Near the end of "A Worn Path," Welty reveals the reason for Phoenix’s arduous journey into town: to obtain medicine to alleviate the pain and swelling of her grandson’s burned throat. While medicine provides a logical, tangible reason for her trek, love and hope are the old woman’s true motivators.
Despite encountering obstacles—including a hill, a thorn bush, a log, a barbed-wire fence, a big dog, and a hunter—Phoenix perseveres. When she meets the condescending hunter who tells her to turn around and go home, she declares,
"I bound to go to town, mister … The time come around."
He gave another laugh, filling the whole landscape. "I know you old colored people! Wouldn't miss going to town to see Santa Claus!"
Santa Claus and frivolity are definitely not the reasons for Phoenix's journey. Even after the racist hunter half-seriously threatens her with a gun before commending her bravery, he repeats,
"But you take my advice and stay home, and nothing will happen to you."
"I bound to go on my way, mister," said Phoenix. She inclined her head in the red rag. Then they went in different directions.
Phoenix remains undeterred despite the hunter’s ominous warning but still shows him respect before they part ways. Her repetition of "bound" hints that she is obligated to continue her journey to town—the reason for her trek is not yet revealed at that point in the story. Her comment that the "time come around" implies that her trip is a regular commitment.
When Phoenix finally arrives at the busy town, she seeks a "big building" where "her feet knew to stop"—a doctor’s office. Upon entry, Phoenix spots
on the wall the document that had been stamped with the gold seal and framed in the gold frame, which matched the dream that was hung up in her head.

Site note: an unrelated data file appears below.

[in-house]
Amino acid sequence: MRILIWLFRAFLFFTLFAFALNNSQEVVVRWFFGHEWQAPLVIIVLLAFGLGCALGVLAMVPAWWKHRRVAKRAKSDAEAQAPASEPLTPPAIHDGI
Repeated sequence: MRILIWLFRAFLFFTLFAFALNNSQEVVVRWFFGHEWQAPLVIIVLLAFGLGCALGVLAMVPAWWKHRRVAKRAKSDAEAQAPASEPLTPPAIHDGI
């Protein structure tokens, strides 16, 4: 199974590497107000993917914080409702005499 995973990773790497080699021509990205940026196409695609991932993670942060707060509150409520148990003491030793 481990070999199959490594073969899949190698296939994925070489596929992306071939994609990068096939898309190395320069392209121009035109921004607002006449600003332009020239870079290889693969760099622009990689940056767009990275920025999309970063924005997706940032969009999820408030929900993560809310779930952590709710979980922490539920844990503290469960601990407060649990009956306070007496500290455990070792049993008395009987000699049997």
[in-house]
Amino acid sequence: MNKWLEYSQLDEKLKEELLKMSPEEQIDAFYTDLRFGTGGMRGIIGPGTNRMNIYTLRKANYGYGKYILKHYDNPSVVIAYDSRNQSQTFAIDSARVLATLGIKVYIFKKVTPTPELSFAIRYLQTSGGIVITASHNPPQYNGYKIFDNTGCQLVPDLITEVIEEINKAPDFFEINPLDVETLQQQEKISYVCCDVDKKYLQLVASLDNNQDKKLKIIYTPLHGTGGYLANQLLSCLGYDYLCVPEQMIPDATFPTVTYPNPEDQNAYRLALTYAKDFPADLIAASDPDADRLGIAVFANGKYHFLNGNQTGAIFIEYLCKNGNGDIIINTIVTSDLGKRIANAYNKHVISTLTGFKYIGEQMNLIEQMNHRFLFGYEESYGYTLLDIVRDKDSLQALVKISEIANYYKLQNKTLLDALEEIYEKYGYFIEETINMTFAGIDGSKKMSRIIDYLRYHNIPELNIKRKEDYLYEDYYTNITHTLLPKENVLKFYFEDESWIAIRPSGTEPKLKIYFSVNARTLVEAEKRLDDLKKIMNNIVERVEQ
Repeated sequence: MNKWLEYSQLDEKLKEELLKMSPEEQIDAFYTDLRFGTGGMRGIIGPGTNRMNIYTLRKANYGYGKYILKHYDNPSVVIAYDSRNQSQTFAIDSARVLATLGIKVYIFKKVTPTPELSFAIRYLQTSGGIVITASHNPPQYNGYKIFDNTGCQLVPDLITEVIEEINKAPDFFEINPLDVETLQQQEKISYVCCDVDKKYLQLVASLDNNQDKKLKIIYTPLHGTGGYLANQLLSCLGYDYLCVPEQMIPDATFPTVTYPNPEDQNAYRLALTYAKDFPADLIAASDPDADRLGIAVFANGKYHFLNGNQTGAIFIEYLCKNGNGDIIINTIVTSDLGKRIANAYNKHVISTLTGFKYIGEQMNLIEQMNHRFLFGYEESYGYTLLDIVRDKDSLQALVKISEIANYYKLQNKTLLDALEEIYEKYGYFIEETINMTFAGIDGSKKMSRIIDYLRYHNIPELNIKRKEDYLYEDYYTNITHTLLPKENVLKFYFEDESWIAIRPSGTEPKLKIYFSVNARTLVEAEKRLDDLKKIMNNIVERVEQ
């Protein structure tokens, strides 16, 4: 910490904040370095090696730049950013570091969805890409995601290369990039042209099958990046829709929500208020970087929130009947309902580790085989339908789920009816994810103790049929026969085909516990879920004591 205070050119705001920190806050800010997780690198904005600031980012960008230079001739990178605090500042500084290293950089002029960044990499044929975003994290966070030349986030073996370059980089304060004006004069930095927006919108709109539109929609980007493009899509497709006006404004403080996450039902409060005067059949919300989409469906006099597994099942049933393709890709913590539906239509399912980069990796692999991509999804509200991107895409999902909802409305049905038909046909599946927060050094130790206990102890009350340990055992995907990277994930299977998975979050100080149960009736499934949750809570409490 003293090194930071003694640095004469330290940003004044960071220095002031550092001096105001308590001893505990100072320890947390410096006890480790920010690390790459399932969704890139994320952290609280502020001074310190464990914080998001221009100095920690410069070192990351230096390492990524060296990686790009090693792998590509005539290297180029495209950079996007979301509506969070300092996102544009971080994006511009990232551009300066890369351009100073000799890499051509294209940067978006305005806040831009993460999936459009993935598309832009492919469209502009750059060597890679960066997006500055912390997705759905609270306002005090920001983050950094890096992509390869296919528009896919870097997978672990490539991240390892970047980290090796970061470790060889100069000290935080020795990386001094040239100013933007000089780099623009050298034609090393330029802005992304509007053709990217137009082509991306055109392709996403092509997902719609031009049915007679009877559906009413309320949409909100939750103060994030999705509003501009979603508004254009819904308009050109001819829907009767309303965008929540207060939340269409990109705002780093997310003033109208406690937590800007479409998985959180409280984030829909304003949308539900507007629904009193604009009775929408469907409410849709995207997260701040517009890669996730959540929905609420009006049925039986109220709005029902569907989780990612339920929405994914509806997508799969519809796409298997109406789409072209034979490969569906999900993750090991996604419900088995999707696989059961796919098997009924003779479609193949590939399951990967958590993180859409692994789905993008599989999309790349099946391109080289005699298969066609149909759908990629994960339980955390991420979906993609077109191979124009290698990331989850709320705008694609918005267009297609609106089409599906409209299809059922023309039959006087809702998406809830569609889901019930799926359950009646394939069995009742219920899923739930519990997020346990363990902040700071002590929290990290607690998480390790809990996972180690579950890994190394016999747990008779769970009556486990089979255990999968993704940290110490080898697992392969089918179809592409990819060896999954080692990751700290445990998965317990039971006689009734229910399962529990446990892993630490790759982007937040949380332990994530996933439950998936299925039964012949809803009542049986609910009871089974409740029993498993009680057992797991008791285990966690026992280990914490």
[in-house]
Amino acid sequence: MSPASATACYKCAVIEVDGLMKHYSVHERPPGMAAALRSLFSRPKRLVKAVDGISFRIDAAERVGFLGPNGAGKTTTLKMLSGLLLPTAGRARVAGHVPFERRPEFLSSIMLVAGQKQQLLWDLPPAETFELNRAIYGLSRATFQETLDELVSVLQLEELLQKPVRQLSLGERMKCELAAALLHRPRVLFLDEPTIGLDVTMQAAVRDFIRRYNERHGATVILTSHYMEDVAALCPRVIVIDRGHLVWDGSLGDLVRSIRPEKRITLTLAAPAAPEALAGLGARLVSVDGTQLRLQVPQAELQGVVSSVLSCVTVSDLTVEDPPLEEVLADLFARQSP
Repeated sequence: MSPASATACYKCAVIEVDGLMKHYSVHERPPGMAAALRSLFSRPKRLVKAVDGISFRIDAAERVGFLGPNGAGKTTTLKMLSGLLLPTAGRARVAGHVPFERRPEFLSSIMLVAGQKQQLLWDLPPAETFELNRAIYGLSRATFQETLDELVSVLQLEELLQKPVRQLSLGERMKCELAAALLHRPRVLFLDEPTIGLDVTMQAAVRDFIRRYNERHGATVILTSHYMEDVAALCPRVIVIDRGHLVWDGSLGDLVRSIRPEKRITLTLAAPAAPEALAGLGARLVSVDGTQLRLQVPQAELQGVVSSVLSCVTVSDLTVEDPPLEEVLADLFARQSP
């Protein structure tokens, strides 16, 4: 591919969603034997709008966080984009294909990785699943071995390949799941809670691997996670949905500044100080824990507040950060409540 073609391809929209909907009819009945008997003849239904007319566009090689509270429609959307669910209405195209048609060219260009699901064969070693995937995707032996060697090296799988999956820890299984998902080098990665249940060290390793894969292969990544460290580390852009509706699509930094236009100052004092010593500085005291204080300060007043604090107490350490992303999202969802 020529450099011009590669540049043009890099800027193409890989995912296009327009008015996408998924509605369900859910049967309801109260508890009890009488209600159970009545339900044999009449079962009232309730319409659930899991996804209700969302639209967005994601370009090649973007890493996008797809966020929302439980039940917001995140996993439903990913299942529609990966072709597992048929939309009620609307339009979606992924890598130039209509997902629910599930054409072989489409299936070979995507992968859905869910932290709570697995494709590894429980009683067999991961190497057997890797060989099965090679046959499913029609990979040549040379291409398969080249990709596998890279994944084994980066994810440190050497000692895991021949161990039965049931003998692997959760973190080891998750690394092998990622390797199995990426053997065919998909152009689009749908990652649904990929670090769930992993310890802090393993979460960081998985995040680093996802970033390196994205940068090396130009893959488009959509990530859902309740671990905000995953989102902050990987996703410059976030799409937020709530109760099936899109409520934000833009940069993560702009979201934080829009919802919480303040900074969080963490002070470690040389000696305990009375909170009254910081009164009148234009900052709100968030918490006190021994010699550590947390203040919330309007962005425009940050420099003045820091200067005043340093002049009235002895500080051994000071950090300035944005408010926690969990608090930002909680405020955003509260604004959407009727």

The diploma represents hope for her grandson and his future. Phoenix softly admits to the nurse,
I never did go to school—I was too old at the Surrender … I'm an old woman without an education.
But she has dreams for her beloved grandson despite his poor health. To her, hope and love for him make the harrowing journey worthwhile. The nurse informs another character,
She doesn't come for herself—she has a little grandson. She makes these trips just as regular as clockwork. She lives away back off the Old Natchez Trace.
Two or three years earlier, the boy swallowed lye; since then, he has been living with Phoenix, but his throat has not healed. When the nurse asks if his throat has improved or if he died, the old woman replies,
My little grandson, he is just the same … No, missy, he not dead, he just the same. Every little while his throat begin to close up again, and he not able to swallow. He not get his breath. He not able to help himself. So the time come around, and I go on another trip for the soothing-medicine.
Phoenix wants to save and comfort her grandson any way she can; she shows no hesitation at traveling so far on foot. The doctor labels Phoenix an "obstinate case." Indeed, she is determined to obtain medicine whenever necessary. She still believes in him enough to continue nurturing him against all hopes.
Phoenix and the boy are all each other has left in the world, and she is fiercely protective of and caring for her special grandson.
He suffer and it don't seem to put him back at all. He got a sweet look. He going to last. He wear a little patch-quilt and peep out, holding his mouth open like a little bird … I not going to forget him again, no, the whole enduring time. I could tell him from all the others in creation.
She resembles a mother bird hunting and gathering food to feed her helpless nestling. When the nurse charitably gives her a nickel, Phoenix accepts it; she combines it with the dime she took from the hunter and resolves to go to a store and buy her grandson
a little windmill they sells, made out of paper. He going to find it hard to believe there such a thing in the world.
Phoenix wishes to show her housebound grandson something from the outside world and expand his mind. Driven by love and hope, she completes the first half of her odyssey to buy medicine for his body and an object of curiosity for his mind. The second half of her odyssey is the journey back home. Her mission will be complete when she returns to her waiting grandson who she still believes has potential.